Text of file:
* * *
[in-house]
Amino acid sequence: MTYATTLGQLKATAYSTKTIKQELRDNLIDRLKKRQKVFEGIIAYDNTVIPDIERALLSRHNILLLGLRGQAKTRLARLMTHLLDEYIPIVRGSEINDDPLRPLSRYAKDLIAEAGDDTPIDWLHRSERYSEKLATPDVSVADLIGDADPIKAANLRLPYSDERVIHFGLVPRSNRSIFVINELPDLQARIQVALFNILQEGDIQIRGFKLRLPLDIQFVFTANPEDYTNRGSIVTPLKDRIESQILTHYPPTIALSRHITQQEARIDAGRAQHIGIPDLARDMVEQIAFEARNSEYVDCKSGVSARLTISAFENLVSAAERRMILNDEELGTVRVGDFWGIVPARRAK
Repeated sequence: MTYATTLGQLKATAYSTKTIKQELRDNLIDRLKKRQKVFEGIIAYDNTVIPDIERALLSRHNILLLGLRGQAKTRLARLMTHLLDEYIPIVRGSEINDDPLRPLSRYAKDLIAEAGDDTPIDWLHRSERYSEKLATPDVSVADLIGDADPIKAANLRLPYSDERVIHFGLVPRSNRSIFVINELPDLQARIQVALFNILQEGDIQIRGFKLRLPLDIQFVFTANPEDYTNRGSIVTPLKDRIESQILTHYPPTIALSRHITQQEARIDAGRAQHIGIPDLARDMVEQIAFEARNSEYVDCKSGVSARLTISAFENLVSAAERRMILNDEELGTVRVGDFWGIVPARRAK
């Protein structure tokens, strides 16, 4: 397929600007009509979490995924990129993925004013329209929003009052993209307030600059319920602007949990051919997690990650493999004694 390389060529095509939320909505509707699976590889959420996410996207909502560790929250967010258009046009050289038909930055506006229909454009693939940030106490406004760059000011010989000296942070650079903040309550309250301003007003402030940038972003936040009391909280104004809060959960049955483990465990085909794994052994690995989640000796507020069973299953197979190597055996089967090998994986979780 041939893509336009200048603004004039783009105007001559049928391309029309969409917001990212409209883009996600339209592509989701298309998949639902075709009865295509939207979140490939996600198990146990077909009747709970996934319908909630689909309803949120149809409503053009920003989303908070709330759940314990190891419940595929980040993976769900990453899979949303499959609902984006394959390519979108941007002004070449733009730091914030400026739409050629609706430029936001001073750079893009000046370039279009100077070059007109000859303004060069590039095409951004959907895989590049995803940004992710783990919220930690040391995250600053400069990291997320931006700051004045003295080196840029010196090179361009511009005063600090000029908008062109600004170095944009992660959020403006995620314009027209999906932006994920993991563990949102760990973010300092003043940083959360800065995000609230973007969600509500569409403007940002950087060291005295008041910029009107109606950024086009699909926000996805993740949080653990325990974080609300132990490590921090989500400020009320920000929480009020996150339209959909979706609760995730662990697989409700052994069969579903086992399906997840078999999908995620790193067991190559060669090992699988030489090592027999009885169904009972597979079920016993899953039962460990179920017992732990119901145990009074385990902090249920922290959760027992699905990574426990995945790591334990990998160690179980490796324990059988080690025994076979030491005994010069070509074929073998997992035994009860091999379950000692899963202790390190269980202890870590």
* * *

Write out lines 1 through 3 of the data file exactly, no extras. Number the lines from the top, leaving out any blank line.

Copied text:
[in-house]
Amino acid sequence: MTYATTLGQLKATAYSTKTIKQELRDNLIDRLKKRQKVFEGIIAYDNTVIPDIERALLSRHNILLLGLRGQAKTRLARLMTHLLDEYIPIVRGSEINDDPLRPLSRYAKDLIAEAGDDTPIDWLHRSERYSEKLATPDVSVADLIGDADPIKAANLRLPYSDERVIHFGLVPRSNRSIFVINELPDLQARIQVALFNILQEGDIQIRGFKLRLPLDIQFVFTANPEDYTNRGSIVTPLKDRIESQILTHYPPTIALSRHITQQEARIDAGRAQHIGIPDLARDMVEQIAFEARNSEYVDCKSGVSARLTISAFENLVSAAERRMILNDEELGTVRVGDFWGIVPARRAK
Repeated sequence: MTYATTLGQLKATAYSTKTIKQELRDNLIDRLKKRQKVFEGIIAYDNTVIPDIERALLSRHNILLLGLRGQAKTRLARLMTHLLDEYIPIVRGSEINDDPLRPLSRYAKDLIAEAGDDTPIDWLHRSERYSEKLATPDVSVADLIGDADPIKAANLRLPYSDERVIHFGLVPRSNRSIFVINELPDLQARIQVALFNILQEGDIQIRGFKLRLPLDIQFVFTANPEDYTNRGSIVTPLKDRIESQILTHYPPTIALSRHITQQEARIDAGRAQHIGIPDLARDMVEQIAFEARNSEYVDCKSGVSARLTISAFENLVSAAERRMILNDEELGTVRVGDFWGIVPARRAK